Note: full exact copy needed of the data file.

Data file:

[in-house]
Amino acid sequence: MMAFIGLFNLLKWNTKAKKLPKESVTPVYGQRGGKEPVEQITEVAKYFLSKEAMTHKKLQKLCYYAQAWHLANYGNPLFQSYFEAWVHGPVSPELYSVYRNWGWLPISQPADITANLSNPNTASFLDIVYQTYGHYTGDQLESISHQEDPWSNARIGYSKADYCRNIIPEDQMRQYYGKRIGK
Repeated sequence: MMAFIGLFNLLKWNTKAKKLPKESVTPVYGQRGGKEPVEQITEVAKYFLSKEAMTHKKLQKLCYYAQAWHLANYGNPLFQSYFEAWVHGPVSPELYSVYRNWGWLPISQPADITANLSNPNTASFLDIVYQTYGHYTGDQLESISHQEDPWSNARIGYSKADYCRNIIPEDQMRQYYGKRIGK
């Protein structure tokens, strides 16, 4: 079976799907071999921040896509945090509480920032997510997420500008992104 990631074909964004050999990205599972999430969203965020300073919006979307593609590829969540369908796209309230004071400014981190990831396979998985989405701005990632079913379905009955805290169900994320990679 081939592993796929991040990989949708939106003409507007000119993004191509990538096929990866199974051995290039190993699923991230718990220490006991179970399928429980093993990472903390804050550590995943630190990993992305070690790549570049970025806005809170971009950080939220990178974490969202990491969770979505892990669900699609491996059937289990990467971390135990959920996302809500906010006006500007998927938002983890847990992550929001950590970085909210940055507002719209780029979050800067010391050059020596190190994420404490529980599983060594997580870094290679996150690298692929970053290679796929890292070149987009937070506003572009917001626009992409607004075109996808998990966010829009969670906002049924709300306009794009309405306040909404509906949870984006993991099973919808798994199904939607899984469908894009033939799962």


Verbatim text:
[in-house]
Amino acid sequence: MMAFIGLFNLLKWNTKAKKLPKESVTPVYGQRGGKEPVEQITEVAKYFLSKEAMTHKKLQKLCYYAQAWHLANYGNPLFQSYFEAWVHGPVSPELYSVYRNWGWLPISQPADITANLSNPNTASFLDIVYQTYGHYTGDQLESISHQEDPWSNARIGYSKADYCRNIIPEDQMRQYYGKRIGK
Repeated sequence: MMAFIGLFNLLKWNTKAKKLPKESVTPVYGQRGGKEPVEQITEVAKYFLSKEAMTHKKLQKLCYYAQAWHLANYGNPLFQSYFEAWVHGPVSPELYSVYRNWGWLPISQPADITANLSNPNTASFLDIVYQTYGHYTGDQLESISHQEDPWSNARIGYSKADYCRNIIPEDQMRQYYGKRIGK
């Protein structure tokens, strides 16, 4: 079976799907071999921040896509945090509480920032997510997420500008992104 990631074909964004050999990205599972999430969203965020300073919006979307593609590829969540369908796209309230004071400014981190990831396979998985989405701005990632079913379905009955805290169900994320990679 081939592993796929991040990989949708939106003409507007000119993004191509990538096929990866199974051995290039190993699923991230718990220490006991179970399928429980093993990472903390804050550590995943630190990993992305070690790549570049970025806005809170971009950080939220990178974490969202990491969770979505892990669900699609491996059937289990990467971390135990959920996302809500906010006006500007998927938002983890847990992550929001950590970085909210940055507002719209780029979050800067010391050059020596190190994420404490529980599983060594997580870094290679996150690298692929970053290679796929890292070149987009937070506003572009917001626009992409607004075109996808998990966010829009969670906002049924709300306009794009309405306040909404509906949870984006993991099973919808798994199904939607899984469908894009033939799962």